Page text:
Don’t cure too many madmen,

You may need us yet.

How would you know where Hell was

If you didn’t hear us scream?

And where your Heaven was once,

Did we not wander wild and dream?

We are canaries singing in your soul,

Singing the nightmare so you can forget,

Singing until the darkness chokes us all.

NaPoWriMo 29/4/16: Moths

All day they lie like corpses on sills, in corners

And masquerade as dust.


Night falls. I find them fluttering

Under my cats’ paws, describing perfect circles,

Their dance enticing

The very thing they fear,

Those longed-for claws.


Death cannot come too soon for them, it seems.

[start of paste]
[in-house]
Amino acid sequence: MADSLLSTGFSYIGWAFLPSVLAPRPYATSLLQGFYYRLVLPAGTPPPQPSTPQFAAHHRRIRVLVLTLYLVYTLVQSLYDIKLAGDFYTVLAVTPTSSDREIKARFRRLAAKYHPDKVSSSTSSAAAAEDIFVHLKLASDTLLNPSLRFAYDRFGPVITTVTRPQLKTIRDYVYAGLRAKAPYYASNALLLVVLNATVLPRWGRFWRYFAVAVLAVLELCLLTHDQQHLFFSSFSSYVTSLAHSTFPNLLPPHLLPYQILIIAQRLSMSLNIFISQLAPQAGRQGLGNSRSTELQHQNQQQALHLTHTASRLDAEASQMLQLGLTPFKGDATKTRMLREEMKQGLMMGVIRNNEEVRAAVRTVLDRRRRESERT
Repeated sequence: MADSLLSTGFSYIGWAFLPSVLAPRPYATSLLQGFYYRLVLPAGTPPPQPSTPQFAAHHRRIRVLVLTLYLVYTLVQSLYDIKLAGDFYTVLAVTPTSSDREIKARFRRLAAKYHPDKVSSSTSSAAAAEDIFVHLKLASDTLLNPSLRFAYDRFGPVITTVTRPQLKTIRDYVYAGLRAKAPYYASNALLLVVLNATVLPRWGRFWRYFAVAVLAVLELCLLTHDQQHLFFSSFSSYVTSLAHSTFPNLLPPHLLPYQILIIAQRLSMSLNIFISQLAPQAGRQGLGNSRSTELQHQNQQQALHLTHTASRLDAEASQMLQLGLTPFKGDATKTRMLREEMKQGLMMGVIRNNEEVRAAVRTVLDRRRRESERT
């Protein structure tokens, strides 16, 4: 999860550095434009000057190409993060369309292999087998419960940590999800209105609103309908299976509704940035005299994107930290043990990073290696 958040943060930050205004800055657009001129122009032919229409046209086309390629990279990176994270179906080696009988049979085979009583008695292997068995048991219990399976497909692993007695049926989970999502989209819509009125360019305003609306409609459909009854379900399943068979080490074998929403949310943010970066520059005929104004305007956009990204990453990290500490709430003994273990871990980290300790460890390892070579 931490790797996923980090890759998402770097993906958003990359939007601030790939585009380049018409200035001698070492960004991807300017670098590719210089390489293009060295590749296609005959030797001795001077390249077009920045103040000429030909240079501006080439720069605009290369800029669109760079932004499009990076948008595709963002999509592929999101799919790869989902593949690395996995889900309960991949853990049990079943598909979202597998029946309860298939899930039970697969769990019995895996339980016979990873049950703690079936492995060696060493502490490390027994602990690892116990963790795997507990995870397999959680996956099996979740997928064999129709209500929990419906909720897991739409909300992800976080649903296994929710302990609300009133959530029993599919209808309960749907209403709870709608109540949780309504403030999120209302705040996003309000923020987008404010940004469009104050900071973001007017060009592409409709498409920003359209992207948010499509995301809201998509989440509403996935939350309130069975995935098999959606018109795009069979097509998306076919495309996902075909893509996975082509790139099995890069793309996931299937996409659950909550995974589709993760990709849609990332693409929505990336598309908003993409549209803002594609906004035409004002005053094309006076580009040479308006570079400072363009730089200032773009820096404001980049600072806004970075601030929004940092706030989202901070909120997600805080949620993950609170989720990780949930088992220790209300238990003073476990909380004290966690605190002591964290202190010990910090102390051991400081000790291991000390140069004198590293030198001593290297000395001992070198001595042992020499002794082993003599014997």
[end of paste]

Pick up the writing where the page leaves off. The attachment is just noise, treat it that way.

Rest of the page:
Rescued, they return. Consigned to darkness,

Cling to the window-glass,

Pink eyes afire with lust, the Undead, craving

That final, fatal light.



Golden Apple Earrings

“Pretty,” he said, brushing the golden apples absently.

I kissed him – but not the way I did before –

Being pierced through the heart by the one who gave them to me.

Never play word-games with Christians, they’re superstitious,

Truly believing in Serpents and Souls and Apples,

In sunlight stippling Eden’s long-ago leaves

And Jehovah’s moon asleep in the fork of the Tree.

Between my husband’s heart and mine stretches a silver chain;

I left him easily enough, but it pulls and pulls sometimes.

The links that make our chain are dainty fine:

A break in any one and the pain may end me.

“I am the serpent in your Eden,” I said

– so much throw-away imagery –

But my lover stared at me and stepped away.



Purple smells…

Purple smells

Like the kind of musk

A courtesan would wear, or